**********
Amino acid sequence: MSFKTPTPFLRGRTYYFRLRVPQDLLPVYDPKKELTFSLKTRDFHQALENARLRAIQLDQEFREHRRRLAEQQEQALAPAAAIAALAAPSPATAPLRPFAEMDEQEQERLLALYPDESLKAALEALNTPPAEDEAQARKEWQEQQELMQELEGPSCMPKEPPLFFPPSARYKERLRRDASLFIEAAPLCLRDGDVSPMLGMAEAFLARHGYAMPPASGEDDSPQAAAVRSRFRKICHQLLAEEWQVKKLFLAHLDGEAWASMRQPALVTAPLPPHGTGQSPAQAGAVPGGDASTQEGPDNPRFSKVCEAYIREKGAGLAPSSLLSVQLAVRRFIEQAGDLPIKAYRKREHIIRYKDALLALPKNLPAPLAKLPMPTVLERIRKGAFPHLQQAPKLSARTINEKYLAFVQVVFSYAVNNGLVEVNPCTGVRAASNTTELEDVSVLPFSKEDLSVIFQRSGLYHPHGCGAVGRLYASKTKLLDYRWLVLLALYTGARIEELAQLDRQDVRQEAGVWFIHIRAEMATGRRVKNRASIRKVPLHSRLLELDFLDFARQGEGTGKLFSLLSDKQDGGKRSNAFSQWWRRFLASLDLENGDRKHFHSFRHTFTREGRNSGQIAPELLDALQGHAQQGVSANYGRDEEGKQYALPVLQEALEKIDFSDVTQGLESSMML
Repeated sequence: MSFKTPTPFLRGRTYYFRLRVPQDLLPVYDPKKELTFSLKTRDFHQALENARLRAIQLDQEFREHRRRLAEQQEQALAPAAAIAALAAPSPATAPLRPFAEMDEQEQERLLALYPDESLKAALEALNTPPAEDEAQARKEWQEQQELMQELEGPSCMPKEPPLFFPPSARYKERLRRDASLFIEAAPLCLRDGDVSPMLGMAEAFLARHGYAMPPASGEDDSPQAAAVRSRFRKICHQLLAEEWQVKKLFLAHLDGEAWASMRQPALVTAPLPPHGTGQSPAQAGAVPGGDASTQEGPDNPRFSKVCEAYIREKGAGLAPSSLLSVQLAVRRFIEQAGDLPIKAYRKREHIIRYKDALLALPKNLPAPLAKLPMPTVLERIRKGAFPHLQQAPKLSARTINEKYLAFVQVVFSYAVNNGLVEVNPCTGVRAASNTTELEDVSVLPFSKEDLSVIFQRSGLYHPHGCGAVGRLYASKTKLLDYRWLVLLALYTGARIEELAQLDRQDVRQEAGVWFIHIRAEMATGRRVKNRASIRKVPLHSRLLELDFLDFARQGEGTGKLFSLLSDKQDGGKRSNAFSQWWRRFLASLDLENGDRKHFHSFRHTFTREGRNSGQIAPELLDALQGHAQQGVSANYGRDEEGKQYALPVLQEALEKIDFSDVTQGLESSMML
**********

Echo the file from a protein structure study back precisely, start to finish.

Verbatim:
Amino acid sequence: MSFKTPTPFLRGRTYYFRLRVPQDLLPVYDPKKELTFSLKTRDFHQALENARLRAIQLDQEFREHRRRLAEQQEQALAPAAAIAALAAPSPATAPLRPFAEMDEQEQERLLALYPDESLKAALEALNTPPAEDEAQARKEWQEQQELMQELEGPSCMPKEPPLFFPPSARYKERLRRDASLFIEAAPLCLRDGDVSPMLGMAEAFLARHGYAMPPASGEDDSPQAAAVRSRFRKICHQLLAEEWQVKKLFLAHLDGEAWASMRQPALVTAPLPPHGTGQSPAQAGAVPGGDASTQEGPDNPRFSKVCEAYIREKGAGLAPSSLLSVQLAVRRFIEQAGDLPIKAYRKREHIIRYKDALLALPKNLPAPLAKLPMPTVLERIRKGAFPHLQQAPKLSARTINEKYLAFVQVVFSYAVNNGLVEVNPCTGVRAASNTTELEDVSVLPFSKEDLSVIFQRSGLYHPHGCGAVGRLYASKTKLLDYRWLVLLALYTGARIEELAQLDRQDVRQEAGVWFIHIRAEMATGRRVKNRASIRKVPLHSRLLELDFLDFARQGEGTGKLFSLLSDKQDGGKRSNAFSQWWRRFLASLDLENGDRKHFHSFRHTFTREGRNSGQIAPELLDALQGHAQQGVSANYGRDEEGKQYALPVLQEALEKIDFSDVTQGLESSMML
Repeated sequence: MSFKTPTPFLRGRTYYFRLRVPQDLLPVYDPKKELTFSLKTRDFHQALENARLRAIQLDQEFREHRRRLAEQQEQALAPAAAIAALAAPSPATAPLRPFAEMDEQEQERLLALYPDESLKAALEALNTPPAEDEAQARKEWQEQQELMQELEGPSCMPKEPPLFFPPSARYKERLRRDASLFIEAAPLCLRDGDVSPMLGMAEAFLARHGYAMPPASGEDDSPQAAAVRSRFRKICHQLLAEEWQVKKLFLAHLDGEAWASMRQPALVTAPLPPHGTGQSPAQAGAVPGGDASTQEGPDNPRFSKVCEAYIREKGAGLAPSSLLSVQLAVRRFIEQAGDLPIKAYRKREHIIRYKDALLALPKNLPAPLAKLPMPTVLERIRKGAFPHLQQAPKLSARTINEKYLAFVQVVFSYAVNNGLVEVNPCTGVRAASNTTELEDVSVLPFSKEDLSVIFQRSGLYHPHGCGAVGRLYASKTKLLDYRWLVLLALYTGARIEELAQLDRQDVRQEAGVWFIHIRAEMATGRRVKNRASIRKVPLHSRLLELDFLDFARQGEGTGKLFSLLSDKQDGGKRSNAFSQWWRRFLASLDLENGDRKHFHSFRHTFTREGRNSGQIAPELLDALQGHAQQGVSANYGRDEEGKQYALPVLQEALEKIDFSDVTQGLESSMML